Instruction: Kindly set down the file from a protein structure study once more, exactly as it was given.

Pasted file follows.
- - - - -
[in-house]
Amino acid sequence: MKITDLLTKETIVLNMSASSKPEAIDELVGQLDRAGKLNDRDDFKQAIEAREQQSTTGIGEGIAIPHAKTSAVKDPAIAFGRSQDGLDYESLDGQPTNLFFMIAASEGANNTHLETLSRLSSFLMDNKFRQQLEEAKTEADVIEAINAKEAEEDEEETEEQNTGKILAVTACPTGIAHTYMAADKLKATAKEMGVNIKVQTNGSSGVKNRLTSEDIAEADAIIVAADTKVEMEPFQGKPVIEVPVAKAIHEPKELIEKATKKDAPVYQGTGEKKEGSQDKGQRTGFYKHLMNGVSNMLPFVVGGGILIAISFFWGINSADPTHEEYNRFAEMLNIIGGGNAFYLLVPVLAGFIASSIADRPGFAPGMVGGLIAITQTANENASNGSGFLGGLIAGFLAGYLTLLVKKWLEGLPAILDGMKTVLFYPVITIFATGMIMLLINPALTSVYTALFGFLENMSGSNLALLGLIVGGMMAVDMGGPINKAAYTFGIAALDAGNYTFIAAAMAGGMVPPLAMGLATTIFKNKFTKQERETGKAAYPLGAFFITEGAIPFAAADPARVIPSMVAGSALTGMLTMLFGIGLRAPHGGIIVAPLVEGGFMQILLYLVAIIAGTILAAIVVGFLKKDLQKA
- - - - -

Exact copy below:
[in-house]
Amino acid sequence: MKITDLLTKETIVLNMSASSKPEAIDELVGQLDRAGKLNDRDDFKQAIEAREQQSTTGIGEGIAIPHAKTSAVKDPAIAFGRSQDGLDYESLDGQPTNLFFMIAASEGANNTHLETLSRLSSFLMDNKFRQQLEEAKTEADVIEAINAKEAEEDEEETEEQNTGKILAVTACPTGIAHTYMAADKLKATAKEMGVNIKVQTNGSSGVKNRLTSEDIAEADAIIVAADTKVEMEPFQGKPVIEVPVAKAIHEPKELIEKATKKDAPVYQGTGEKKEGSQDKGQRTGFYKHLMNGVSNMLPFVVGGGILIAISFFWGINSADPTHEEYNRFAEMLNIIGGGNAFYLLVPVLAGFIASSIADRPGFAPGMVGGLIAITQTANENASNGSGFLGGLIAGFLAGYLTLLVKKWLEGLPAILDGMKTVLFYPVITIFATGMIMLLINPALTSVYTALFGFLENMSGSNLALLGLIVGGMMAVDMGGPINKAAYTFGIAALDAGNYTFIAAAMAGGMVPPLAMGLATTIFKNKFTKQERETGKAAYPLGAFFITEGAIPFAAADPARVIPSMVAGSALTGMLTMLFGIGLRAPHGGIIVAPLVEGGFMQILLYLVAIIAGTILAAIVVGFLKKDLQKA